Ninja City Soft Open 9.12.14

Ninja City Soft Open 9.12.14

Ninja City Soft Open 9.12.14

Ninja City Soft Open 9.12.14

Ninja City Soft Open 9.12.14

The fun and casual environment extends to the menu. Similar to Happy Dog and Barrio, there are menu pads to check-off your selections. In every other way, Ninja City is a full-service restaurant. There are three main divisions on the menu: Little Bites, Big Bites and Build-Your-Own Big Bites, where you build your own Banh Mi, Bowl or Buns. There are eleven Little Bite choices. They can be purchased on their own or as a build-your-own bento box combo with three or four choices. We selected a Bento Box with Spring Roll, Gyoza Dumplings, Sweet Potato Tempura Fries and Bacon Guacamole. We also shared a bowl of soul-soothing Chicken Ramen from a list of six Big Bite options and a build-your-own Banh Mi. The Chicken Ramen was all the comfort anyone could want on a cool, rainy summer night. It came layered with veggie miso broth, poached chicken breast, napa cabbage, seaweed, sesame seeds and scallions. We selected pork, cucumber, cilantro. spicy kim chi, scallions and peanuts with lime aioli for our banh mi. As we enjoyed our meal at the bar we talked to many of the guests. Our neighbors who sat to the right of us work at Porco Lounge & Tiki Room, and they graciously allowed us to photograph their eye-catching Bacon & Egg Ramen which consists of pork miso broth, smoked pork belly, fried egg, spicy kim chi, seaweed, sesame seeds and chili aioli. It’s the first thing I will order on my next visit.

Ninja City Bento Box

Ninja City Chicken Ramen

Ninja City Chicken Ramen and Banh Mi

Ninja City Banh Mi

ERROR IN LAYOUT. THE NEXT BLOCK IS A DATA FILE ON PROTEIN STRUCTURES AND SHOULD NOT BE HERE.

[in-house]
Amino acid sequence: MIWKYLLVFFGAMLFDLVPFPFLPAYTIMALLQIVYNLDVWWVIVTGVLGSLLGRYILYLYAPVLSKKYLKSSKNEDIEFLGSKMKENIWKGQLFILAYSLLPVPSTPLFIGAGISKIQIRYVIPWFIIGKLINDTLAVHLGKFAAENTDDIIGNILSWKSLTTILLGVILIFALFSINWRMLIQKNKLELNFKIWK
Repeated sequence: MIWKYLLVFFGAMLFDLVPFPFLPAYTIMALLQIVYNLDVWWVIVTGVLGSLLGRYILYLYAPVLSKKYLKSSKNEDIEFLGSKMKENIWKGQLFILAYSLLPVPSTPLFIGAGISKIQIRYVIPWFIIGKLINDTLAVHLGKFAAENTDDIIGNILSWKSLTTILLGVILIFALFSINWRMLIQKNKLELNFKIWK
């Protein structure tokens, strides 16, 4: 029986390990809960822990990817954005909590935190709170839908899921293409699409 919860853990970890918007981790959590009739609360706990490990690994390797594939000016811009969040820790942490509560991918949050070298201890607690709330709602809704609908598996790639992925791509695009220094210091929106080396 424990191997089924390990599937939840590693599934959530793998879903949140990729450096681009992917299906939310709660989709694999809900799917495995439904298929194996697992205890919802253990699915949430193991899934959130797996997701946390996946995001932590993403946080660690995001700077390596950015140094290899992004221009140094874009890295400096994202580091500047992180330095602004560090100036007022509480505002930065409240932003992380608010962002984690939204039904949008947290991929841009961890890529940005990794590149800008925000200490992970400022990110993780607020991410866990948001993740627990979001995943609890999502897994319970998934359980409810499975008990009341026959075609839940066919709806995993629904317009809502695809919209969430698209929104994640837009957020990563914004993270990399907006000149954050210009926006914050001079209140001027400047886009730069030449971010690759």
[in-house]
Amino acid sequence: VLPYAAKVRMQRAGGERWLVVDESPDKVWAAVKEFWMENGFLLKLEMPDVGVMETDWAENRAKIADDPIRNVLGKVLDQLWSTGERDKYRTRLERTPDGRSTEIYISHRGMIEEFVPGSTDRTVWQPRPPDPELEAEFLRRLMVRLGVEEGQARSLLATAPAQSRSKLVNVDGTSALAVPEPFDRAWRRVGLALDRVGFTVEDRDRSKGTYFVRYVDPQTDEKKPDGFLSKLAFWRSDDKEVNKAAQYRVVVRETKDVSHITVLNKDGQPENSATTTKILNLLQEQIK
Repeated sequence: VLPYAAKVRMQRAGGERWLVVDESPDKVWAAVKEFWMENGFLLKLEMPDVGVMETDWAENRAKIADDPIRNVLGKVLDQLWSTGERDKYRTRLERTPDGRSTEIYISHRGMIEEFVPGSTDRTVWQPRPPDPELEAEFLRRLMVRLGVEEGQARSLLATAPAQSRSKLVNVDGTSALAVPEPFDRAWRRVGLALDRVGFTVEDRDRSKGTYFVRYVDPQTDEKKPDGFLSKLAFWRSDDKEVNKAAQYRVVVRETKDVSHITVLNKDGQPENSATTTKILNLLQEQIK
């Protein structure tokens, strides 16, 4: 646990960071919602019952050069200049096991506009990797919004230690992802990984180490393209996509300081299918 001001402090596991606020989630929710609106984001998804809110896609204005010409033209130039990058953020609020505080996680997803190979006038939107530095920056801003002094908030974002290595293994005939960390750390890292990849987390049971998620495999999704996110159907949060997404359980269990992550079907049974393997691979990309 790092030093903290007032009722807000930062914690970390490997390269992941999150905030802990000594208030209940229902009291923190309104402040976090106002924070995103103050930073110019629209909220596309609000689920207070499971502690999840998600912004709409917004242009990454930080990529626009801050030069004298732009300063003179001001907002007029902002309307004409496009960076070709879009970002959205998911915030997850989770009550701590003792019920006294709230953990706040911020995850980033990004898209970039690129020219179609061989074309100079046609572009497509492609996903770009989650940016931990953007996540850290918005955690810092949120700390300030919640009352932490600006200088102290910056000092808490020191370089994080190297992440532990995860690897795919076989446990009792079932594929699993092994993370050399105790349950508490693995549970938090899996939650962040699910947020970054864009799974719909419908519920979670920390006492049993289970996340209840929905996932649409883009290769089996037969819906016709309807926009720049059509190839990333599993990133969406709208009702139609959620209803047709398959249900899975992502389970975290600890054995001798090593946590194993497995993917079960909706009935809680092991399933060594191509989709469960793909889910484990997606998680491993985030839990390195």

Ninja City Bacon & Egg Ramen

Similar to his place in Tremont, all of the selections are a fusion of Asian/American favorites. There wasn’t a missed step in the food or drinks. They’re ready to go. For his part, Bac has experience and heritage on his side: Bac’s family has been in the restaurant business in Cleveland for three generations. His grandmother was instrumental in the opening of Minh Anh and his mother is a partner of Bac in Tremont.

Ninja City’s bar list also packs a “kapow” punch thanks to Christopher Flood, Bac’s Bar Manager. The list includes some of my all-time favorites (17th Parrallel, Lychee Mojito and the Tokyo-Politan) along with some Ninja City newbies and a fine selection of beer, wine and sake. Flood says, “We are highlighting Ohio and Asian beers here.”

Ninja City 17th Parralel

Tokyo-politan and Lychee Mojito

Go and experience a unique 80s back-to-the-future dining experience. You’ll be glad you did. I don't know what the process is to become a permanent resident or citizen of Ninja City, but I’m looking into it.

Ninja City
11311 Euclid Avenue
Cleveland, OH 44106


Prices: $$

Reservations Recommeded

Tuesday, August 5, 2014

Eric + Heather Williams: The She & Him of Momocho, The Happy Dog(s), El Carnicero and Jack Flaps

If you follow the local food scene, you’ve no doubt heard of Eric Williams. Eric is chef/owner of Momocho and El Carnicero, and a partner at The Happy Dog(s) and Jack Flaps Urban Breakfast Shoppe. But you may not know his wife — and partner in life and business — Heather Williams. Eric and Heather have been sweethearts since their days at Chanel High School in Bedford. They have a son, Jaxson, who is 11 years of age and is really pushing them to buy a food truck that features deep-fried Oreos. Heather was quietly tending to the bookkeeping when I met with Eric for the first time seven or eight years ago. I couldn’t help but notice her calming presence – just do not mistake her silence for a lack of interest in their business. Heather is Eric’s watchful eye and she constantly brings potential problems to his attention. It may be a front-of-the-house dilemma, a problem with how a dish is plated, a spot on a wall that needs to be touched up … Heather notices everything. “She goes through all of the receipts, which means there are three sets of eyes on them,” Eric said. “Without Heather taking care of everything at home I wouldn’t be able to remain focused on our business 24/7.” It is an arrangement that has led to great success.